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What is Outsourcing? - Definition & Benefits

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  • 0:01 What Is Outsourcing?
  • 0:17 Benefits
  • 2:11 Example
  • 2:59 Lesson Summary
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Lesson Transcript
Instructor: Shawn Grimsley
Outsourcing is a strategy that can benefit a company's bottom line. In this lesson, you'll learn what outsourcing is and some of its benefits as well as look at an example.

What Is Outsourcing?

Outsourcing occurs when a company retains another business to perform some of its work activities. These companies are usually located in foreign countries with lower labor costs and a less strict regulatory environment.

Benefits

Outsourcing can provide some significant benefits for companies.

Advantages of outsourcing include:

  • Lower labor costs. Companies typically outsource to businesses in developing countries where the cost of labor is significantly cheaper. Lower labor costs will improve the company's bottom line.
  • Less regulations. Developing countries often have a low level of regulatory restrictions, which can also reduce the cost of operations and increase productivity. For example, there may not be limits on overtime or on work, health, and safety issues.
  • Focus on core competencies. Companies that outsource lower-level work, or work the business is not optimized to perform, can then focus on the work activities at which they excel. This will increase productivity, efficiency, and effectiveness. For example, a tech company in Silicon Valley may be better off outsourcing its manufacturing operations to a company in China so it can focus on research and development.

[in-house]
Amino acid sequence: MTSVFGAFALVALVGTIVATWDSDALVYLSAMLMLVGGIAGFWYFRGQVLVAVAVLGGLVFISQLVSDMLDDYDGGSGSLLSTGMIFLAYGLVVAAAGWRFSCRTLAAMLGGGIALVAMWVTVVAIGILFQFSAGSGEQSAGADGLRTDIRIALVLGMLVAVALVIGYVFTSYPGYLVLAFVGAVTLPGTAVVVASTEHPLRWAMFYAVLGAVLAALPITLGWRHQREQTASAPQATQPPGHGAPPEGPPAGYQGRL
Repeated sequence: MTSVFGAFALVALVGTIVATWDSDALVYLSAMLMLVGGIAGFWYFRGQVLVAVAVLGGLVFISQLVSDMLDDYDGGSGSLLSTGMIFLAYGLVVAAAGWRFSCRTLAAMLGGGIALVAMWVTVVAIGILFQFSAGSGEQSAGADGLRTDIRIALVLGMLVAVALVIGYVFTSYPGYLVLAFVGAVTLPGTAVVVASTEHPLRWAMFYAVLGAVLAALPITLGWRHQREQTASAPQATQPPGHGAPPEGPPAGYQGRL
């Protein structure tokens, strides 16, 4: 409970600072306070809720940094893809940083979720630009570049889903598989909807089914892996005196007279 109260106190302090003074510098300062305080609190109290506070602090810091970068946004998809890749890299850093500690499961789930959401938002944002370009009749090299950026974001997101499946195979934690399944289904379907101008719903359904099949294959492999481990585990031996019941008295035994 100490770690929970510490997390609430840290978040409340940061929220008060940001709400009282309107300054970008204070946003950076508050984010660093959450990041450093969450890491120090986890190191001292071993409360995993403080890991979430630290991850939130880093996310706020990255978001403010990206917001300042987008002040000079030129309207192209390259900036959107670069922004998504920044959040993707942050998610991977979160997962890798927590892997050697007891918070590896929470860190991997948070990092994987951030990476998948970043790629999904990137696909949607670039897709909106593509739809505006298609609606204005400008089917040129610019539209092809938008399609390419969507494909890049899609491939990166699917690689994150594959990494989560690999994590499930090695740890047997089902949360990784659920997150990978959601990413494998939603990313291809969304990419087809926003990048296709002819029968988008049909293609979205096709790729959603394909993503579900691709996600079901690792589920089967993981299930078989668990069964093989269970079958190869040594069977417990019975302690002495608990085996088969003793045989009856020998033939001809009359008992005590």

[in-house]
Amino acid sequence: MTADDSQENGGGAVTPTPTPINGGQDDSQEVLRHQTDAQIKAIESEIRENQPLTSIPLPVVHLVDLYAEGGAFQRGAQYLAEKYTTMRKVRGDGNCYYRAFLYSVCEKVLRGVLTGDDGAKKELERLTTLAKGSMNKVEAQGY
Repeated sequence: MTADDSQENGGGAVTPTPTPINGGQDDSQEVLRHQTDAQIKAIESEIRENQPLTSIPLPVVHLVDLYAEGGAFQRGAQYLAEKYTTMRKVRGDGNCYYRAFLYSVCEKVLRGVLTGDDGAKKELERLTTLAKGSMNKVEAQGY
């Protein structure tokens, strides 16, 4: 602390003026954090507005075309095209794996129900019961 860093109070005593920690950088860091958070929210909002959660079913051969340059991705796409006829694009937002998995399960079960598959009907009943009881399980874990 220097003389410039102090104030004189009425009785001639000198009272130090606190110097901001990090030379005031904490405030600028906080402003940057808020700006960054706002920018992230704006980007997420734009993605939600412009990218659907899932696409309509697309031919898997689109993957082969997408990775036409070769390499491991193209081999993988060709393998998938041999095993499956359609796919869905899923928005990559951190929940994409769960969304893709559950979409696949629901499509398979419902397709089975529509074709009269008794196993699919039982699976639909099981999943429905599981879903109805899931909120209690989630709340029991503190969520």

• Reduced overhead. Outsourcing can also reduce a company's overhead costs because the outsourcing company uses its own facilities, equipment, and personnel to perform the work. In fact, it's theoretically possible to engage in massive manufacturing ventures out of a room of your house if you outsource all the manufacturing to a factory overseas.
  • Flexibility. Outsourcing means that a company can stay lean and mean, which makes it easier to adapt to change. For example, companies don't have to invest a bunch of money and resources into a new plant and equipment that may become obsolete quickly. Instead, they can pass that risk off to the outsourcing firms.

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